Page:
For reading, for the first time in years (since we've done Sonlight for the past two years), I am not assigning them their reading books. So they don't have a "school" book and a "pleasure" book going--they're focusing on one that they've picked. Bantam13 has been reading the fifth Harry Potter book and is enjoying it so much that he keeps choosing to go read--even over going out with the neighborhood kids, one time. I don't recognize this boy! He always complained about the Sonlight readers--too hard and/or boring, he usually said, and he wasn't a fast enough reader to have much time left over for his own selections. But he is amazing himself with his ability to concentrate, stay awake and lose himself in the story--something it seems he's never been able to do before, even with Harry Potter, because he keeps remarking on it. That's worth gold to me!

We're also reading aloud from a book that I picked just for them--a favorite of mine when I was their age, Mrs. Frisby and the Rats of NIMH. We are reviewing vocabulary as we come across words which I feel need explaining; I am also pointing out writing style items of note, such as how she builds suspense and intrigue. The book has raised questions of science as well. They are loving it.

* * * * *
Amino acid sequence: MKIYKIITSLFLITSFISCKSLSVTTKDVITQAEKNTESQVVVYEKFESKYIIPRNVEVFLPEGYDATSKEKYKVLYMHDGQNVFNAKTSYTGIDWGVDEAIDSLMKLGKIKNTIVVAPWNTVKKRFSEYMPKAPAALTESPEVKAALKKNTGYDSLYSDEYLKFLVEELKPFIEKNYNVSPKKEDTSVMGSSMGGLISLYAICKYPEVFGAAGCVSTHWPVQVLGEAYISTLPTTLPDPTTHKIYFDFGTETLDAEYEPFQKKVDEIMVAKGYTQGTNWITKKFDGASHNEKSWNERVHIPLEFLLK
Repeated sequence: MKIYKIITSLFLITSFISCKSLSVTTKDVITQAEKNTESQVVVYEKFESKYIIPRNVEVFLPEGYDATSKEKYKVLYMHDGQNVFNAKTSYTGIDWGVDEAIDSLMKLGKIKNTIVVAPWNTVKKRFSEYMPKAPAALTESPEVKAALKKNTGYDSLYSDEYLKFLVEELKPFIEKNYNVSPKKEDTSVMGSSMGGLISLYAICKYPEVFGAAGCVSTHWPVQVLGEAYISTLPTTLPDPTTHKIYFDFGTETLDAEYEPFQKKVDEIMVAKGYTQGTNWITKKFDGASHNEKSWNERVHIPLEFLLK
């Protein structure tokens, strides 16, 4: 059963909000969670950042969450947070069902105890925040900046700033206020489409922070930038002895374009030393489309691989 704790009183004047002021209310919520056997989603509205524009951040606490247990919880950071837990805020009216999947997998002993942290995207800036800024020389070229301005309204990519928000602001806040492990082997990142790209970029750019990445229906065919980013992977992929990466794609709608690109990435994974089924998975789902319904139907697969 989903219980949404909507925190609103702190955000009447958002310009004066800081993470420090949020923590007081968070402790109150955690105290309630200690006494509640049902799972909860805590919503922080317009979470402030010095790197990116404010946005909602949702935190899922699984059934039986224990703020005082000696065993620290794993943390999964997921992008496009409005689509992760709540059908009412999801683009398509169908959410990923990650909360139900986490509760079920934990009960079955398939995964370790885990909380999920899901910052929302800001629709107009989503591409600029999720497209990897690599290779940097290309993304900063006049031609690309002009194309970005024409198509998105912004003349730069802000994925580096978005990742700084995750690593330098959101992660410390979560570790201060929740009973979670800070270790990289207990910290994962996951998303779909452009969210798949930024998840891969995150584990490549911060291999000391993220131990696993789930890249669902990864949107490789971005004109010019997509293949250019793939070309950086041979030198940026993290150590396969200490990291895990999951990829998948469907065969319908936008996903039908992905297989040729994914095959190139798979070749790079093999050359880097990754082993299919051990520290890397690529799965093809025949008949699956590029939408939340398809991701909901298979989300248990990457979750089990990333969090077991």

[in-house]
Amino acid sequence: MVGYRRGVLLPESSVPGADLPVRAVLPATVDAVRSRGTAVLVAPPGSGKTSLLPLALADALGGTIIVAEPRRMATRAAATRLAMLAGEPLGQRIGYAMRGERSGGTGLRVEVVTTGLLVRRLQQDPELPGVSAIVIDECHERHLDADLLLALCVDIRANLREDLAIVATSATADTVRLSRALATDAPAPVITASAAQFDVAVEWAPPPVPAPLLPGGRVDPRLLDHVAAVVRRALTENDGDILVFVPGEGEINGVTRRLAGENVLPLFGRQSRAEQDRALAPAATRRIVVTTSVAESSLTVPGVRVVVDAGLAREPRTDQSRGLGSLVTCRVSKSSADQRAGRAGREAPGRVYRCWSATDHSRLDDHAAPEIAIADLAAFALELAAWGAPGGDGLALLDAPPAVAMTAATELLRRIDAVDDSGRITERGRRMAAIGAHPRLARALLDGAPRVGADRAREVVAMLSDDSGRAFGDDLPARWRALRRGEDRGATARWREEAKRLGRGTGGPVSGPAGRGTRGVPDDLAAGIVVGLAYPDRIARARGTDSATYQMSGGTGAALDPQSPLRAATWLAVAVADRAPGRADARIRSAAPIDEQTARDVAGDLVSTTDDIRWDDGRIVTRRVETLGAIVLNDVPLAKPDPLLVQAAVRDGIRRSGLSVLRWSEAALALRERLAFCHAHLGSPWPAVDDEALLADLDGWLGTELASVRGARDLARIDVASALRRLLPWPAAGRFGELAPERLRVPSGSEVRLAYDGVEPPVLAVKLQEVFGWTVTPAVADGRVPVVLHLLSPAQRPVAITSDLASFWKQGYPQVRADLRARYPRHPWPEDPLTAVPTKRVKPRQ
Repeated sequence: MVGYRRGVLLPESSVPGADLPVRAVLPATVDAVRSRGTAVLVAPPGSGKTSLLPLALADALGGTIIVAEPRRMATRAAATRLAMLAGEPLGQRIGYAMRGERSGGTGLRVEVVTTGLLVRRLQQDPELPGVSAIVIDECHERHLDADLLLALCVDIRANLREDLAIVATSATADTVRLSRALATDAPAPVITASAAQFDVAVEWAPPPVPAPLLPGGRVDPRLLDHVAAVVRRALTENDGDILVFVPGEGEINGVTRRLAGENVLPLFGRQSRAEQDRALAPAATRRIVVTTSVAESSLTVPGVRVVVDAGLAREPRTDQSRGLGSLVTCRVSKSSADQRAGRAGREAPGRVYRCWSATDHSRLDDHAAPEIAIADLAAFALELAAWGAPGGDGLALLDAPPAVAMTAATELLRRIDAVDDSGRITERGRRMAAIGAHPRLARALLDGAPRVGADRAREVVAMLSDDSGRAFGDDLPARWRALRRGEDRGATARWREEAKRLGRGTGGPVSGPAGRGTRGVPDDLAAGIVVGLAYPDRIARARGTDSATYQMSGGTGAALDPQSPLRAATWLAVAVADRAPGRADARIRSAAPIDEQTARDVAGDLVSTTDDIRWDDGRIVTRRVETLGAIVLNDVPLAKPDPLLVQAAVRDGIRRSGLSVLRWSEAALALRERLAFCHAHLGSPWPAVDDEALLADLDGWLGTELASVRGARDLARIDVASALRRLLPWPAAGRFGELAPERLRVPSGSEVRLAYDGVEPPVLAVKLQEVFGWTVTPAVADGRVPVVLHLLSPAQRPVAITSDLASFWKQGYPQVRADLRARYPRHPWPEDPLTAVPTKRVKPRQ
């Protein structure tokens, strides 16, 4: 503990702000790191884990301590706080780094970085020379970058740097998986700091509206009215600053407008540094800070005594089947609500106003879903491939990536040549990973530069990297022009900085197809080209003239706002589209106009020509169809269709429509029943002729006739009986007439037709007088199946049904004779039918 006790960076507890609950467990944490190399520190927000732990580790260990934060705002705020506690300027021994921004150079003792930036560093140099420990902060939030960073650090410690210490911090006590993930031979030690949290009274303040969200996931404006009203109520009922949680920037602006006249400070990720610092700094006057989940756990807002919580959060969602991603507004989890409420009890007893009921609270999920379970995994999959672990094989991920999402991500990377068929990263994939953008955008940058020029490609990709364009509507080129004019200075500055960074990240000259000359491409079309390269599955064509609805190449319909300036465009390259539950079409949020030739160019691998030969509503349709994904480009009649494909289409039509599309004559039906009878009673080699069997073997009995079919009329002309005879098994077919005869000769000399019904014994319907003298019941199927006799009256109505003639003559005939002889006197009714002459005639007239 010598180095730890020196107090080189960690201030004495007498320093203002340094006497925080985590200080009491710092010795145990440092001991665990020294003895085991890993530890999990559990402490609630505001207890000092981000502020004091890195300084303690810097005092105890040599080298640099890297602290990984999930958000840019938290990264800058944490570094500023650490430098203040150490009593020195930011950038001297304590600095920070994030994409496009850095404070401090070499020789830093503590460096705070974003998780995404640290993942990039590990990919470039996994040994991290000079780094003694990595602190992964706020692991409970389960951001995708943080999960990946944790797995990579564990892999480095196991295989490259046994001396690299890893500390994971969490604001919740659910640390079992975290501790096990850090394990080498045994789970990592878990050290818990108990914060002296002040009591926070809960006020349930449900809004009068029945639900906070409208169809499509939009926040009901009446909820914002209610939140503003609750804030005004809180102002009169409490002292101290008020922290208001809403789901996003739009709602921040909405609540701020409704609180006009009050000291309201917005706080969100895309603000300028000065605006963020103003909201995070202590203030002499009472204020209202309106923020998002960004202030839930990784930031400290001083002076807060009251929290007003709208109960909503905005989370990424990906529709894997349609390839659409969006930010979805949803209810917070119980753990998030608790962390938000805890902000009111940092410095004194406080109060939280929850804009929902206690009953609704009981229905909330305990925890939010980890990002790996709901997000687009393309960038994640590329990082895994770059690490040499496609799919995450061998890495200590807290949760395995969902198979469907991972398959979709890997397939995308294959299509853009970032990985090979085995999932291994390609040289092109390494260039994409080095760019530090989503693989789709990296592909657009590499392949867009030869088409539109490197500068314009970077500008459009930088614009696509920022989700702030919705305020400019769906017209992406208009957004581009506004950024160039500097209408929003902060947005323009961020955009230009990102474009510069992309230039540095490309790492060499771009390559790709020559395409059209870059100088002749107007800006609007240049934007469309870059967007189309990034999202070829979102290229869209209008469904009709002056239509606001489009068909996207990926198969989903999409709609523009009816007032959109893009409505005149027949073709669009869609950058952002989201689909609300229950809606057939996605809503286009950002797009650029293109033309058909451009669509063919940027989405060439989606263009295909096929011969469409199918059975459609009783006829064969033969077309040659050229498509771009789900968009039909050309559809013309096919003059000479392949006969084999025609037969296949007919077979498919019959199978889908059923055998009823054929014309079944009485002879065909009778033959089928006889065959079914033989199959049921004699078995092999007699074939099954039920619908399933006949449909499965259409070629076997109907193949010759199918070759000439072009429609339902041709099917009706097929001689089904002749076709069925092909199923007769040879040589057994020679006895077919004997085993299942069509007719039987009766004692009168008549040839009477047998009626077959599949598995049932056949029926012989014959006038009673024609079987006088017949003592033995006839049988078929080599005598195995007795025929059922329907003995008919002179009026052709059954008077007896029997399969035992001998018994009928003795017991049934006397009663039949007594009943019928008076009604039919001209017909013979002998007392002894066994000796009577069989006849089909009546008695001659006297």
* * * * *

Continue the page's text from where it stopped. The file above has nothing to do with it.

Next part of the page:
Math was the scariest subject to teach without a curriculum, since I'm not really a math person. But in my "back to basics" approach, I knew we had to start with the simple facts that my oldest son had never really mastered. With Saxon Math last year, I'd observed repeatedly how long it took him to do problems, and I'd prescribed daily time with the Flashmaster. But his is not an independent learning style, despite my urgings to develop one--which did not coincide well with him frequently finding himself third in line for my teacherly attention, last year especially.

So it's been addition and subtraction flashcards, for him and his 4th grade brother, for the last month. Part of me wants to freak out because, how will we ever get him through that Saxon 76 book this year? The other part of me is watching him grow by leaps and bounds, in confidence and in his ability to do mental math, as he notices patterns and develops strategies, especially for numbers in the teens and above (our flashcards go up to + 12, and begin with 24-). The practice is exactly what his brother needs as well. I've looked at MathUSee's Intermediate book to remind me what else we could be reviewing, and we've also worked on place value and reading and writing numbers up to one billion and down to thousandths. My plan is to keep following our noses through the math world--after multiplication and division come fractions, decimals, percents, basic geometry and algebra, right?--and eventually look at the Saxon book and see what we left out. Or maybe we'll switch to MathUSee--we'll see.